Below are some examples of widely used ingredients with more or less common names which don’t tell us much about their origins. It is important to educate ourselves to be able to make a conscious choice whether we wish to continue consuming them with our food.
Silicon Dioxide: also known as silica, it is the main chemical compound of sand. It is commonly used as an additive, such as E551 (in Europe) anti-caking agent. The FDA recommendation states that it cannot exceed 2% of the food’s weight. It can be found in processed meat, spice powders, instant soups, sauces, snack bars, supplements, pharmaceutical drug tablets and a lot of other products.
Borax: also known as birax, sodium borate, or sodium tetra-borate is a crystalline compound that is the sodium salt of boric acid. The mineral is used to keep mice, bugs, ants and mold away, also as a multipurpose cleaner, fire retardant, fungicide, herbicide and food preservative (!). Borax is banned as a food additive (E285) in the US, but it is allowed in some imported foods, including caviar. The substance is legal in the EU and Asia.
Gelatin: this flavorless and translucent substance may be used as a stabilizer, texture enhancer or thickening agent in foods. The active element of gelatin is the collagen obtained from various animal parts including pig skin, bovine hide, as well as pork and cattle bones.
Shellac: it is obtained by refining the secretions of the Kerria lacca insects. It is used in almost every industry, especially in furniture/wood polishing, but also food and pharmaceutical processing. such as coating fruits, vegetables, candies, snacks, and pastries, to make them look fresher and more appealing.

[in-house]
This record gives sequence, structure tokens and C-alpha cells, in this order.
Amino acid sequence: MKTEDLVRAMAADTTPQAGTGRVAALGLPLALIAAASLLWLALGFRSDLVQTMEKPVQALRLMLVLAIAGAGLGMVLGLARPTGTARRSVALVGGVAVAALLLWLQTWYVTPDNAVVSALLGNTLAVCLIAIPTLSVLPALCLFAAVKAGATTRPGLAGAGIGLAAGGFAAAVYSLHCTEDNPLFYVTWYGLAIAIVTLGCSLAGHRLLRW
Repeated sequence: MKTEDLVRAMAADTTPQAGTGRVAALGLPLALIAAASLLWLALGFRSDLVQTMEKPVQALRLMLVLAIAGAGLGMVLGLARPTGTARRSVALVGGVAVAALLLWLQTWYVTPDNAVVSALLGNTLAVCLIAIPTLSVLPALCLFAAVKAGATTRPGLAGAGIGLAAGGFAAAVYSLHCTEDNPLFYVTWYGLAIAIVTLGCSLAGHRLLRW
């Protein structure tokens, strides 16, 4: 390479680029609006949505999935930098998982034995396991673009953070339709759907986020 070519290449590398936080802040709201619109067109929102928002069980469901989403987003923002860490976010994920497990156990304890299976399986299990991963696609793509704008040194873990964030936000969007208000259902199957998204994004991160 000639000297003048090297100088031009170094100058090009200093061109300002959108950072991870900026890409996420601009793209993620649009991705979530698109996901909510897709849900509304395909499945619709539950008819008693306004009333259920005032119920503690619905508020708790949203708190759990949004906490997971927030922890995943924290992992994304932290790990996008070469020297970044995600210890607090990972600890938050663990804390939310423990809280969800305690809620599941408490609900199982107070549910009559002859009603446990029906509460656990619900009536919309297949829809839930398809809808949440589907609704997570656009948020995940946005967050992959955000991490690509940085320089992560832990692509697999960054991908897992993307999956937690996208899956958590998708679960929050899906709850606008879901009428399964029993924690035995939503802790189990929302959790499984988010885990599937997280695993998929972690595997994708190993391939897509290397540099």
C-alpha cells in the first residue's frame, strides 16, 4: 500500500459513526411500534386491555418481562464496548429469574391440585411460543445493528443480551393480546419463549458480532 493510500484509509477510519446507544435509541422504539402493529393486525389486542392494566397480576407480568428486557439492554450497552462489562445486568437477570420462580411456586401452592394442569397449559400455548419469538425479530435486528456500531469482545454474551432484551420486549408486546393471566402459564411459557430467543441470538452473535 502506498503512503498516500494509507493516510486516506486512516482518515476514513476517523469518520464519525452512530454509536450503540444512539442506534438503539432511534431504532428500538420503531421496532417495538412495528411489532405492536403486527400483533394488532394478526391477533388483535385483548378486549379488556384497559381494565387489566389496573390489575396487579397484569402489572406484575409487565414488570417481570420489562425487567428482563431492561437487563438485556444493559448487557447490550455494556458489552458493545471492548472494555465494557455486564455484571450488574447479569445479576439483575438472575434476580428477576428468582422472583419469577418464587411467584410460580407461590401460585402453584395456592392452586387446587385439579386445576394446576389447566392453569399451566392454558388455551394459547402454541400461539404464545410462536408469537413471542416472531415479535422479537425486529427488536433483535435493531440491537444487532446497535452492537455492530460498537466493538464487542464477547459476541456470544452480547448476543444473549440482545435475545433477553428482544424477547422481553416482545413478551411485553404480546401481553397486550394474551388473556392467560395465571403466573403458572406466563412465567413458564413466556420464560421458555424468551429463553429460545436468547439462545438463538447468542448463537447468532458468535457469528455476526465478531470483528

Carmine: it is obtained from female cochineal insects. It may be spotted under following names: carmine, cochineal extract, natural red 4, E120, C.I. 75470, E120 or hydrated aluminium chelate of carminic acid. The cochineal extract is added to many foods, including meats, marinades, juices, jams, gelatins, candies, baked goods, toppings, icings, and dairy products.
L-cysteine: is a common flavor enhancer and dough conditioner used in bakery products (such as pizza, crackers, bagels, bread, croissants and donuts). While some L-cysteine may be chemically synthesized in laboratories, most of this non-essential amino acid is extracted from human hair or duck feathers.
Castoreum: it is the substance that beavers naturally secrete to mark their territories, but also gives flavour to certain foods. It is a bitter, strongly odoriferous secretion, produced by the animal’s sacs, located by the anal glands. It has been used extensively in cosmetics, including perfumes, but also as a natural flavouring agent in food and beverages such as raspberry & vanilla flavored foods, like ice creams, candies, syrups, pastries, and cigarettes. As it is considered a ‘natural flavour’ is doesn’t even have to be listed on the label.
Approved viruses: more than 6 years ago by the FDA, a mixture of bacteria-killing viruses was approved to be used by food industry to prevent listeriosis. The special viruses (bacteriophages) are sprayed on poultry products and ready-to-eat meat just before they are packaged. It is not unusual for bacteria to develop a resistance over time. Another good reason to be a vegetarian…